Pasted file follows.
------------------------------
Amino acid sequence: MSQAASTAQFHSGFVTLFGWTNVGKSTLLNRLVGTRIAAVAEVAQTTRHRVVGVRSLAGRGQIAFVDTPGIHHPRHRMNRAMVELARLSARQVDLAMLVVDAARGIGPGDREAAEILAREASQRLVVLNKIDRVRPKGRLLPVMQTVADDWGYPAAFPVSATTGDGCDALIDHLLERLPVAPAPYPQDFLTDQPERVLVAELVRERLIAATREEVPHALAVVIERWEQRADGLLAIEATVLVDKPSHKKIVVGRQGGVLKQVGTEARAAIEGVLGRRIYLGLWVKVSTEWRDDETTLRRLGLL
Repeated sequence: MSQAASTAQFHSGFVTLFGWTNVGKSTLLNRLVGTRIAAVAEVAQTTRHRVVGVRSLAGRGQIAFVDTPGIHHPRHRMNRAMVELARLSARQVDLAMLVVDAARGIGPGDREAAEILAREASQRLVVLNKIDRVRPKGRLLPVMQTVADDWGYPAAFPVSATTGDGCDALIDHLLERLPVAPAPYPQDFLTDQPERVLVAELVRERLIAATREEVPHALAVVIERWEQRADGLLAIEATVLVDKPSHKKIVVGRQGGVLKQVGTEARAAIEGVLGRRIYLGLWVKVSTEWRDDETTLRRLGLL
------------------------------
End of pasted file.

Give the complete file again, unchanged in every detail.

Amino acid sequence: MSQAASTAQFHSGFVTLFGWTNVGKSTLLNRLVGTRIAAVAEVAQTTRHRVVGVRSLAGRGQIAFVDTPGIHHPRHRMNRAMVELARLSARQVDLAMLVVDAARGIGPGDREAAEILAREASQRLVVLNKIDRVRPKGRLLPVMQTVADDWGYPAAFPVSATTGDGCDALIDHLLERLPVAPAPYPQDFLTDQPERVLVAELVRERLIAATREEVPHALAVVIERWEQRADGLLAIEATVLVDKPSHKKIVVGRQGGVLKQVGTEARAAIEGVLGRRIYLGLWVKVSTEWRDDETTLRRLGLL
Repeated sequence: MSQAASTAQFHSGFVTLFGWTNVGKSTLLNRLVGTRIAAVAEVAQTTRHRVVGVRSLAGRGQIAFVDTPGIHHPRHRMNRAMVELARLSARQVDLAMLVVDAARGIGPGDREAAEILAREASQRLVVLNKIDRVRPKGRLLPVMQTVADDWGYPAAFPVSATTGDGCDALIDHLLERLPVAPAPYPQDFLTDQPERVLVAELVRERLIAATREEVPHALAVVIERWEQRADGLLAIEATVLVDKPSHKKIVVGRQGGVLKQVGTEARAAIEGVLGRRIYLGLWVKVSTEWRDDETTLRRLGLL